To make a compromise with England now, on the basis of cooperation in Britain's war effort, is converting India into an enemy of the Tripartite Powers and forcing these powers to attack not only Britain's military base In India but all those Indians who cooperate in Britain's war effort. Do those who are now seeking a compromise with Britain realise that they are really working for bringing the war into India? The immediate effect of a compromise will be bringing the war to Indian soil and the destruction of India's wealth and resources and the retarding of India's freedom. It will mean the immediate declaration of war on the Tripartite Powers by the compromise hunters in India and it will mean bearing England's imminent defeat and all the hate and humiliation that it will imply.

When the British flee the country on the eve of their defeat, just as General MacArthur and General Wavell have done elsewhere, they will bum and destroy everything in accordance with their new fangled scorched-earth policy. When India is not in the war zone why are the British acting as war-mongers? Not only will the people have to experience the horrors of war at home but they will be fighting a war which can only end in abject defeat. Our countrymen will easily realise from a glance at a map how precarious Britain's position is today. Britain has been expelled from Europe. In Africa, after her preliminary victories, she is now on the retreat. In the Near and Middle East, which she had uptil now held in subjugation, is like a powder magazine and only a spark is needed for an explosion. In the Far East, she has been liquidated and kicked out from everywhere by the Japanese. Her only hope is, therefore, India, and that is why Sir Stafford Cripps is today at our door-steps. But, India cannot save the Empire from its inevitable doom. She can either go down with that Empire or maintain her neutrality. If Sir Stafford Cripps claims to be a friend of India the best service he can now render is to keep India out of this war. India will then be able to look after herself and enjoy independence. The British have at long last realised that they do not any more enjoy complete authority in India, that is why they commandeered the services of Marshal Chiang Kai-shek and that is why Mr Louis Johnson has been rushed to India carrying letters from the White House in his pocket. The Americans are warning the Indian people what dire disaster will overtake them if they do not respond to the offers made by Mr Winston Churchill and Washington. I appeal to my countrymen not to be duped by British propaganda any longer. It will be the biggest disaster for India if they fall into the trap laid by Allied politicians. Our first duty is to prevent our land becoming the next theatre of war and we can do so only by refusing to cooperate In Britain's imperialist war. I can assert with a full sense of responsibility that if India Is not used as a military base for Britain there is not the slightest possibility of India being attacked by the Tripartite Powers. My next appeal to my countrymen is that after keeping the war out of India, they should without the least delay renew the national struggle for independence in a more intensified way. Britain has turned down India's demand for immediate independence and it is now for India to fight for her own freedom. What better opportunity can one dream of for achieving India's emancipation?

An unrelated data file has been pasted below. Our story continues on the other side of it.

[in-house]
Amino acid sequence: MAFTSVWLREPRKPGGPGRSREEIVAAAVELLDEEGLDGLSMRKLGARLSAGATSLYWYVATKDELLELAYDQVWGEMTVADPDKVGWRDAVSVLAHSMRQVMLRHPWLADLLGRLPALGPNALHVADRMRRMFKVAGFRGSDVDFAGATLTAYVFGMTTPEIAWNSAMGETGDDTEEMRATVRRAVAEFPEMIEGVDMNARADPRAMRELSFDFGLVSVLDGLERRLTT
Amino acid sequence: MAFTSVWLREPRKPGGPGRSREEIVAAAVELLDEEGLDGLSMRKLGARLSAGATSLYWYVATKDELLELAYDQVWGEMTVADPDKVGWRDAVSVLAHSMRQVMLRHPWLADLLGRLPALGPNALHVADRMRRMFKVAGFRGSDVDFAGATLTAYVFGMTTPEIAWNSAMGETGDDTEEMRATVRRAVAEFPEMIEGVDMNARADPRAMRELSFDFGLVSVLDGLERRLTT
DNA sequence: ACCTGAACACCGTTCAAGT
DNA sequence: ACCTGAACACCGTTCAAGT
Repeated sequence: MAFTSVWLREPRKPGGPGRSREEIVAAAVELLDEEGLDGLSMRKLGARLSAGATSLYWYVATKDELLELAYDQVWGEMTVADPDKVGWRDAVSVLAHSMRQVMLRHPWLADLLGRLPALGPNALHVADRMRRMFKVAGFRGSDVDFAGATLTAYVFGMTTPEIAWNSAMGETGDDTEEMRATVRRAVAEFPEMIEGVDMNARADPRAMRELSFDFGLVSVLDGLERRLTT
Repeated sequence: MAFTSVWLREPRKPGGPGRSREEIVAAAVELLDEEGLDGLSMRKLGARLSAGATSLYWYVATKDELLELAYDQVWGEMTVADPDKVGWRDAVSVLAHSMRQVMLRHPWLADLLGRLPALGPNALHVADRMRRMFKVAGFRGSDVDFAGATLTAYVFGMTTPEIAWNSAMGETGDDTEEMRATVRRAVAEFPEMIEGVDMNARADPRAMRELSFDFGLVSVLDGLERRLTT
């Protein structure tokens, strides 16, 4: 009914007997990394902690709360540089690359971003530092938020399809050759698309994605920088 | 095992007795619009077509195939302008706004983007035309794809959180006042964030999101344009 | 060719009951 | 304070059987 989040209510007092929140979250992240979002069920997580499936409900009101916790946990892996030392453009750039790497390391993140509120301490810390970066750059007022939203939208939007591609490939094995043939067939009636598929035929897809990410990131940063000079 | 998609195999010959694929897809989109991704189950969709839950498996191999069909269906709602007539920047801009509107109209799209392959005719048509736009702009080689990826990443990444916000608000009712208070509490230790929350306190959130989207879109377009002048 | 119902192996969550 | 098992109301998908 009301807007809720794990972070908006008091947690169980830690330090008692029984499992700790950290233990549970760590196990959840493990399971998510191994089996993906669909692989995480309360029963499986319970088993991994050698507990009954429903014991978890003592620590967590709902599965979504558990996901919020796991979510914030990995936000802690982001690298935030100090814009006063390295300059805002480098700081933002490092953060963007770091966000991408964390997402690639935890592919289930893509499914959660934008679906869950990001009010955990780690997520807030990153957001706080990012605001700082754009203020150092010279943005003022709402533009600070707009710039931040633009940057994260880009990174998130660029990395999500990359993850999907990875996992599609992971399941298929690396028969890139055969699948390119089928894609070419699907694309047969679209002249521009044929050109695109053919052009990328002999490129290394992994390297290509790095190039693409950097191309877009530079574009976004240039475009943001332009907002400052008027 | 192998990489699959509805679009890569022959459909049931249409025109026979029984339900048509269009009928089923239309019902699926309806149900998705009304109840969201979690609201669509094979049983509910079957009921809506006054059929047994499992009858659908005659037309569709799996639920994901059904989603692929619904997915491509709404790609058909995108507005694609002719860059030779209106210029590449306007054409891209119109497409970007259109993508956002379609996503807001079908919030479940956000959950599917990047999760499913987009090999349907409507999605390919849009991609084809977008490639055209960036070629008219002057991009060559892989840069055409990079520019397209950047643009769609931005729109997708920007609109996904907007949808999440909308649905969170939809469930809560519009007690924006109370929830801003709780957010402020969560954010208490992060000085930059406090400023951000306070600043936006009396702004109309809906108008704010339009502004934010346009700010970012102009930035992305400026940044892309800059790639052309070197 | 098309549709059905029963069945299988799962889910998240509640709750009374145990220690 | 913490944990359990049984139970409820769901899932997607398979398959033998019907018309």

In conclusion I want to tell my countrymen that we, who happen to be outside India, have not been idle all these months. We have been following the international situation with the closest interest and have also been preparing ourselves for the coming struggle — the final struggle which will bring India to her cherished goal of liberty and freedom. We are aware that British sea-power, on which the Empire was built, has already become a legend of the past. We are aware that Britain has neither the air force nor the manpower for holding India against the Japanese. It is, therefore, clear that we shall have to march to India in order to participate in the last struggle for our national freedom. We will fight with all our might and all our resources; and with God's grace and the help of friends win our freedom".